Consider a pimple – a whitehead to be exact. Over the course of time – a week perhaps – you see and feel it erupting slowly, breaking through the surface of the skin with powerful stealth until it blooms and settles on your face with opaque grotesqueness.
Frantically, you begin to stab at it, vehemently cursing the offensive acne with all your might.
How dare you show up on prom night/ my wedding day / during my job interview! This is most inconvenient and inconsiderable indeed!
So it is with Presidents and politicians.
Take John D. Mahama for instance. Like all presidents before him, and certainly all that will follow after him, the failures and/or successes of his beloved Ghana will be thrust at his feet in contempt or upon his shoulders in celebration. They will say “Mahama built us roads and bridges!” or they will say “Mahama was a thief who robbed the country blind”.
In truth, John Mahama is responsible for neither the country’s failures nor its successes. That burden belongs to his cabinet, either elected or appointed. These are the women and men who are truly responsible for the state we find Ghana in today. The “Ghanaian experience” means different things for different people. For some (meaning few), it means a life of immense wealth and luxury. For others still, it is a life riddled with strife, want and lack. Neither of these things are Mr. Mahama’s doing. He is merely a pimple – a whitehead. Attacking or praising him is to no avail. If we are to correct Ghana’s image, we need to look beneath the surface and root out the infection manifesting as a blemish.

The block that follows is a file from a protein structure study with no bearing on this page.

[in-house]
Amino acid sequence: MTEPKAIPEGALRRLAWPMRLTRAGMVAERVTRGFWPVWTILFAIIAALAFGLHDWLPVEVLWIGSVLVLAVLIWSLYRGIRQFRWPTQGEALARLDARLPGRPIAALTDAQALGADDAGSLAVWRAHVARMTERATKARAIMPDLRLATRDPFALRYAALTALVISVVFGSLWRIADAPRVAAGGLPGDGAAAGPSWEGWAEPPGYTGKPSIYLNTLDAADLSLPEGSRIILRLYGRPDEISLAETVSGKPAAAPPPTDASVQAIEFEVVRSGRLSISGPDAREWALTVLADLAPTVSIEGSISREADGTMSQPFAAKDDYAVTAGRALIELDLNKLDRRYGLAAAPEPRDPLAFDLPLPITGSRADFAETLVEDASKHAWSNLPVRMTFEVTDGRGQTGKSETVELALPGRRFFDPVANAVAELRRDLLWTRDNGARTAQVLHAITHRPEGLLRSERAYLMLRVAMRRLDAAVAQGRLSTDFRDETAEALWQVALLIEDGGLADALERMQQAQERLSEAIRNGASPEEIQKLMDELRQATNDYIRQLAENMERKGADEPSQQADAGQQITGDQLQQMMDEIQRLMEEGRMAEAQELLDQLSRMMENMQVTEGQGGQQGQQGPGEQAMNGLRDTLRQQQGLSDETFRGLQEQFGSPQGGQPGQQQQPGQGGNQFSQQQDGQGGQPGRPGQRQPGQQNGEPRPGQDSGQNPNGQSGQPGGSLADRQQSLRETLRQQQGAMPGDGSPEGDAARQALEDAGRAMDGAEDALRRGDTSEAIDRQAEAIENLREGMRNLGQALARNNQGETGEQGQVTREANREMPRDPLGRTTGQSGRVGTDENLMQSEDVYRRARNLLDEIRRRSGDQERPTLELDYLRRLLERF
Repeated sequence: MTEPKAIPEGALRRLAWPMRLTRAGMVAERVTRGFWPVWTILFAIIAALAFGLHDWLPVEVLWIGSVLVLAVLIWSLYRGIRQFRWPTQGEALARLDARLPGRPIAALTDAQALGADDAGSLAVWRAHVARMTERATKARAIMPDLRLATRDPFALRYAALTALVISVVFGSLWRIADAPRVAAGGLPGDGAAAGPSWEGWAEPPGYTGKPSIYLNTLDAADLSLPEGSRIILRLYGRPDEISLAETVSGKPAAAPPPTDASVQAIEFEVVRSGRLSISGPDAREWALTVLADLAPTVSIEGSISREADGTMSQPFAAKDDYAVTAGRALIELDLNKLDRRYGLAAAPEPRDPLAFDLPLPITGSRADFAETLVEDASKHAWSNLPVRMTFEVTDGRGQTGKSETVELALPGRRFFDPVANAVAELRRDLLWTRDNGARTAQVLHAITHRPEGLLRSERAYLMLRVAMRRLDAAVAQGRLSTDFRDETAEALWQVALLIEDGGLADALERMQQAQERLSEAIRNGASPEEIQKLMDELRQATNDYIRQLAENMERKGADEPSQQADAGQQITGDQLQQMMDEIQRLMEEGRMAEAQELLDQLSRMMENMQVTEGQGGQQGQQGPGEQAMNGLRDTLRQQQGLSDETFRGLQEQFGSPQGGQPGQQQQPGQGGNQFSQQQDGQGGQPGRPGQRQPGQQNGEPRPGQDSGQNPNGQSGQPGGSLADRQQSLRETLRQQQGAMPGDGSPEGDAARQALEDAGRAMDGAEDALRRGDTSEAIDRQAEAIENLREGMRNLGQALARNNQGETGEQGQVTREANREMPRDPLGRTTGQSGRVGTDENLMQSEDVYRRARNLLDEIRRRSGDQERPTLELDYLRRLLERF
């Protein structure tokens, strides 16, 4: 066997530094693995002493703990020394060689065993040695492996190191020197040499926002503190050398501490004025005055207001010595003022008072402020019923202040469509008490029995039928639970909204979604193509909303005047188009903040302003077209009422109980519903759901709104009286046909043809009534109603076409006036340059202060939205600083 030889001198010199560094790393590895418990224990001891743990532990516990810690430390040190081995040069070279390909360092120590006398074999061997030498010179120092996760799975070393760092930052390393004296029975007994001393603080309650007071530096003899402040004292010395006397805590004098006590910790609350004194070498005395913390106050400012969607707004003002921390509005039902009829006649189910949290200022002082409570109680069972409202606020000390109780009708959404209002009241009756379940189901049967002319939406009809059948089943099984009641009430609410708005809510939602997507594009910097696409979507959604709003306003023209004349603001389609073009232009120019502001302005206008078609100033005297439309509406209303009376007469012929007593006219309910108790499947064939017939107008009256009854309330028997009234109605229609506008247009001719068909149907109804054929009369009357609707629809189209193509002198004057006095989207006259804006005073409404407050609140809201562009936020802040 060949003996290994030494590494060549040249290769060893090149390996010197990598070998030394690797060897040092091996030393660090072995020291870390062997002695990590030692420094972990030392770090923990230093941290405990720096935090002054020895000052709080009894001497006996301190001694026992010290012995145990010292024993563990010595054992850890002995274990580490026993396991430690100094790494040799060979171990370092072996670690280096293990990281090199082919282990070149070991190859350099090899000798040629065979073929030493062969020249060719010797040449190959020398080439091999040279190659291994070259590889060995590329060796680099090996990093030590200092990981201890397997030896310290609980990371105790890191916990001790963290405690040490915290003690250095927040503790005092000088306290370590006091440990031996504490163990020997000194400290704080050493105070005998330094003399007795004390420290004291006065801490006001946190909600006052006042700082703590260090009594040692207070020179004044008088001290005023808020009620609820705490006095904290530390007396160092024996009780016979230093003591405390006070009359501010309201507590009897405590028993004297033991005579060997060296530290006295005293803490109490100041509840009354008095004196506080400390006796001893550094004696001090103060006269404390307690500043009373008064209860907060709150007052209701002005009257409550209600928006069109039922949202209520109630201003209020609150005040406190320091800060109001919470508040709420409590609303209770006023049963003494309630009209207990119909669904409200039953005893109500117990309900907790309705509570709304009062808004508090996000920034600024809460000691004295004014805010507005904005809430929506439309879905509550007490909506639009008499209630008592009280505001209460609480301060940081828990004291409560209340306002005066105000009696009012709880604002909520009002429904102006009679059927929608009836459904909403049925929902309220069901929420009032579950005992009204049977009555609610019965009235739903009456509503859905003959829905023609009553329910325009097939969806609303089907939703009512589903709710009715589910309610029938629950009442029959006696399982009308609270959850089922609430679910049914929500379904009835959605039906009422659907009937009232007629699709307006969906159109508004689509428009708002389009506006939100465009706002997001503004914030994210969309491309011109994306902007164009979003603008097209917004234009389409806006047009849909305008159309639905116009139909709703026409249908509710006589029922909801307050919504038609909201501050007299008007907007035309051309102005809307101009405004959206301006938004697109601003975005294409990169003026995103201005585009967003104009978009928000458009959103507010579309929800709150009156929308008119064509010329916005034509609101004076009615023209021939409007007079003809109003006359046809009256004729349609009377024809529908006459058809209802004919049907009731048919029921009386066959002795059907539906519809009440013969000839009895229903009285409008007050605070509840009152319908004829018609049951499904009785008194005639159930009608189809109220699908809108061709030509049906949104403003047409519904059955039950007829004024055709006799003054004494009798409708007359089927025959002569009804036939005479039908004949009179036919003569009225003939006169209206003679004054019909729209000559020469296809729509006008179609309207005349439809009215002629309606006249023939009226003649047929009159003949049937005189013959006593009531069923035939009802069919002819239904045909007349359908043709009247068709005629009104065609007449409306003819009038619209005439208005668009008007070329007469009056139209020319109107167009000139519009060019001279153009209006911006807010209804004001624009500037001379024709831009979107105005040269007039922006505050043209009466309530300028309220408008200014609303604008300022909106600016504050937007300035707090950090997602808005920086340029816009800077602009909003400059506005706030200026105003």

That infection is Rashid Pelpuo.
I’ve always wondered who the imbeciles that were ruining the land of my birth were, and now I know. No one man or woman is capable of ruining an entire nation. You need the implicit assistance of 23 cabinet ministers, 10 regional ministers and all their deputy ministers in order to collapse a nation; or in the case of Mr. Pelpuo, Minister in-charge of Private Sector Development, express assistance.
I know very little about Ghana’s government. I’ve never taken an interest in politics. I was groomed to be suspicious of all politicians and to treat them with the contempt they deserve. If you’ve seen one politician in Ghana, you’ve seen them all: and they are all swathed in crook’s clothing. This year, I have chosen to eschew willful ignorance about the inner workings of my native country’s government, and now I’m beginning to regret that decision. The cogs, I have discovered, are largely rusty and ill-fitting. Nowhere is this better exemplified than in the person of Rashid Pelpuo.
Mr. Pelpuo first caught my attention when I was forwarded this article on PeaceFmOnline (http://business.peacefmonline.com/news/201305/164557.php). It was entitled: We Won’t Protect Local Business Against Competition Says Gov’t.